Thursday, 19 September 2013

Rules Are Made To Be Broken

In the grand scheme of things, I have never been much of a rule breaker, or maybe a more accurate portrayal is that I have never considered myself to be much of a rule breaker. But today, I found myself in a battle of wills. It is the battle of Doctor Vs Stari. Do I do what the doctor has said or do what I want to do. It is a battle I have faced many times before, but today was different. This is day 55 post transplant, and my health has improved dramatically since day 1. I'm at the stage where my neutroblinkits and my lymphoblankits are within the normal range. This rapid recovery has been unexpected as you would normally expect to see these kind of results closer to the day 100 mark. So the docs say, even though my counts are up, I should still avoid crowds of people until day 100. Now here's the dilemma. My counts could probably manage crowds but the docs are stating the guidelines to me. I wont to go out, but I don't want to go out just to end up back in hospital. I want to go out but its been such a long time since I've been out on my own that I'm actually scared of going out in case something happens to me.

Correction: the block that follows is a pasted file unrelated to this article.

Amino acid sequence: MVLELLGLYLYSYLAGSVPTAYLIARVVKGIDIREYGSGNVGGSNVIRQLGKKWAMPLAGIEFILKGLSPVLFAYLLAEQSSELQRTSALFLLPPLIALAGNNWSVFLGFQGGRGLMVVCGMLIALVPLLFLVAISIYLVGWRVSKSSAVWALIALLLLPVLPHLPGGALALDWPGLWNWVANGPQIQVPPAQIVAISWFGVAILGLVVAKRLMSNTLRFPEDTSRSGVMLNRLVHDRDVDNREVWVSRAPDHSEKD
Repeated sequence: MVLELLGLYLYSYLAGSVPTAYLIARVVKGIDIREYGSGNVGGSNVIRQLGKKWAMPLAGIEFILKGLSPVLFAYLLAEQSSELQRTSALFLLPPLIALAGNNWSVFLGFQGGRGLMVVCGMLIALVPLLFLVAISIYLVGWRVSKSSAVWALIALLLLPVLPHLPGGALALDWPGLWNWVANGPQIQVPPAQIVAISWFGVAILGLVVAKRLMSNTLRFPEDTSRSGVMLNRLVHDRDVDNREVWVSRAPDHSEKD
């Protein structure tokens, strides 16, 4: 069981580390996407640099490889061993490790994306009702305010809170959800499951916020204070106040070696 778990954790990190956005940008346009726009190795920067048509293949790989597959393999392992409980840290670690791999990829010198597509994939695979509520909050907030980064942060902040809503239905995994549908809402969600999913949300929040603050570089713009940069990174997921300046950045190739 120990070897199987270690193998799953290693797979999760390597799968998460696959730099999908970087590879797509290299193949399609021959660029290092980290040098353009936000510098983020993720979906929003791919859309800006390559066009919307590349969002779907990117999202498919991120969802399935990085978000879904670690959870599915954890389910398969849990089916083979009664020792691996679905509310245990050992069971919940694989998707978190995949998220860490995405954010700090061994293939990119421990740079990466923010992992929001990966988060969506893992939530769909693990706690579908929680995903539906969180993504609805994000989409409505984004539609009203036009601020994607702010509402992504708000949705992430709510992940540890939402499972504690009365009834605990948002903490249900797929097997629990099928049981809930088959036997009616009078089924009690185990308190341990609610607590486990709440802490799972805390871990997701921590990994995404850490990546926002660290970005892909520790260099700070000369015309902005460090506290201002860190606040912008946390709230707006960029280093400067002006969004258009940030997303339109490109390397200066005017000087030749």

So this is the debate that I had in my head today which you are privy to. "I want to go to the post office and the shop. But it's raining. You have a coat and an umbrella and your skin is waterproof. But am I allowed to get on the bus? There are people on the bus. There are people in the hospital where you go twice a week you plonker! Does my new bus pass give me free travel or reduced travel? Just ask the driver. But I don't want to look stupid. You are stupid! Plus the students have arrived and they will undoubtedly look more stupid than you when it comes to bus travel. Maybe I should walk? But it's quite far and I've not walked that distance outside in 'harsh' terrain before. Ok. Compromise. Take the bus at a time when its quite there and back. If you see anyone who is 'diseased' slyly cover your nose and mouth with hand or scarf, turn your back and remember to sanitise when you get home. Sounds like a plan. Oh. Wait. The school kids are about to be let out. They are little bug incubators, who knows what their harbouring! Plan foiled. Maybe I'll go tomorrow. Or maybe not. Tomorrow is clinic day. Sigh.